In some grand Rovian afterlife, the late Michael Deaver, Republican image machinator extraordinaire, is smiling, even laughing.
You remember Mr. Deaver, don’t you?
As the White House deputy chief of staff during the first term of the Reagan presidency, Deaver orchestrated Reagan’s every public appearance, staging announcements with an eye for television and news cameras. From a West Wing office adjacent to the Oval Office, Deaver did more than anyone before him to package and control the presidential image.[emphasis added]
Were Mr. Deaver with us today, he’d be overweeningly proud of whoever’s handling — abusing, actually — the press for Gov. Sarah Palin, the Republican candidate for vice president.
No, no, forget that Mr. Deaver was an ex-con, once convicted of perjury in connection with his lobbying business. He set in motion the actions that made President Reagan a mythological hero, a conservative idol, by limiting press access that would reveal the flaws that made President Reagan as human as the rest of us.
He believed that pictures, not words, should define President Reagan. He carefully created that presidential image by keeping cameras close and wordsmiths at a considerable distance. Mr. Deaver invented the “photo op”:
[It] positioned the former actor in visually irresistible locations where troublesome reporters’ questions could not intrude: atop the Great Wall of China, on the beach at Normandy for the 40th anniversary of D-Day or in front of a construction site as the president announced the latest government report on housing starts.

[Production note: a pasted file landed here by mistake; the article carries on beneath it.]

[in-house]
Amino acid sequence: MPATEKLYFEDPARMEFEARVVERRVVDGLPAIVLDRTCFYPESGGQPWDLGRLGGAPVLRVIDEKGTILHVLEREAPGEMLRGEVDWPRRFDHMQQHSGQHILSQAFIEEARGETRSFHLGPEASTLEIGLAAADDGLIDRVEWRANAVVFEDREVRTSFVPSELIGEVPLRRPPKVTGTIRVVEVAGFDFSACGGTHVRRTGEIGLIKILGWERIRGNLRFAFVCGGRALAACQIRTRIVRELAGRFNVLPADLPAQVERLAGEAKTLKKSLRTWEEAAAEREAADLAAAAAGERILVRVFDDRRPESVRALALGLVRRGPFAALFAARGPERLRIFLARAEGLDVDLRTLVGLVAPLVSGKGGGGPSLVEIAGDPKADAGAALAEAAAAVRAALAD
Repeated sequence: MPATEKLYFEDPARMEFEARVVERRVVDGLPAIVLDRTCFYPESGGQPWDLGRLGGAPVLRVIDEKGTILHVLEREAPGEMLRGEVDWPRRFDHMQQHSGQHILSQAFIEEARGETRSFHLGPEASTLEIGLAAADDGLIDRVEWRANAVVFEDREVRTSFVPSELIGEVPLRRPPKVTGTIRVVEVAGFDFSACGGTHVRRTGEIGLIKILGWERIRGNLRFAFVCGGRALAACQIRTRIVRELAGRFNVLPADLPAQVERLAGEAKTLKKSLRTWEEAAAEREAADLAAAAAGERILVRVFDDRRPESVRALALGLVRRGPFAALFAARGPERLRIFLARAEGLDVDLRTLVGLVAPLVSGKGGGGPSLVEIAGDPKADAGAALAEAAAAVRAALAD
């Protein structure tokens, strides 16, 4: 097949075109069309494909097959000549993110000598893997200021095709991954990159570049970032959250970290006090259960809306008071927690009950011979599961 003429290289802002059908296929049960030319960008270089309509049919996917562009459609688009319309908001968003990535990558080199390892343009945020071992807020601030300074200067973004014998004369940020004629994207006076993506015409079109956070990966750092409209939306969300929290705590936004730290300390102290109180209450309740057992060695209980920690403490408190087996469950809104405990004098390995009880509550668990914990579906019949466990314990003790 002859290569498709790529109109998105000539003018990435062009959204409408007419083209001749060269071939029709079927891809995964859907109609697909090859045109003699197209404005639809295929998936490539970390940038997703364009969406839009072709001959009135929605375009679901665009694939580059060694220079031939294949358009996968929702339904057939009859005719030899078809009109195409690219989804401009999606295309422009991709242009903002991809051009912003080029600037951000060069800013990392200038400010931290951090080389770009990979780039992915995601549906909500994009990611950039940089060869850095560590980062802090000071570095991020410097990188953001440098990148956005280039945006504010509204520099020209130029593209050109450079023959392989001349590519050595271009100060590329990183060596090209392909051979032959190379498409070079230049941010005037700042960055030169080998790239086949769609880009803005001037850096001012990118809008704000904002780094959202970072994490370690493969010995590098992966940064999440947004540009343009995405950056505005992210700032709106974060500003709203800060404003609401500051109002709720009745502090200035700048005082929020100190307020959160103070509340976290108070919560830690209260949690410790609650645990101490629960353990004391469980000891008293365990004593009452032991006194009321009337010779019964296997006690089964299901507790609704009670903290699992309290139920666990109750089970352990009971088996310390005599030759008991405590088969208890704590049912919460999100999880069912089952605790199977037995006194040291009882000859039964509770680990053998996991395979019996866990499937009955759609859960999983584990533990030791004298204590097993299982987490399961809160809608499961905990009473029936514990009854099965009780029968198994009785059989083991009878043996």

Gov. Palin’s handlers believe that, too. As is playing in the news right now, her handlers are catching criticism for keeping the wordsmiths from asking questions at her scheduled “appearances.” The journalists who cover her are threatening to boycott her scheduled United Nations “events” because of the tight restrictions on journalists that, in effect, shield her from questions — any questions.
Mr. Deaver would dearly love this. He began his image-making of President Reagan in earnest after the former California governor became president. Gov. Palin’s handlers are literally taking her fresh and unsullied from a political womb and using carefully controlled, image-making opportunities to present her in a most favorable light to voters. She’s appearing at the United Nations with illustrious personages of political and policy substance, hoping some of that stuff will add gravitas to her untested, unquestioned fluff.
Her opponent, Sen. Joseph Biden, says CNN, has done more than 80 interviews since his selection as the Democratic vice presidential candidate. Gov. Palin has avoided direct, unscripted questioning by reporters.
With Sen. Biden, voters know what they’ll get — for good and bad. For Gov. Palin, voters know … what? That she’s photogenic, energetic and gives good speeches?
For Mr. Deaver, that’s precisely how politics should be. Give the voters grand images, but not a word of substance. Voters should recognize this behavior for what it really is — censorship.
Gov. Sarah Palin and former secretary of State Henry Kissinger: Henny Ray Abrams, Associated Press.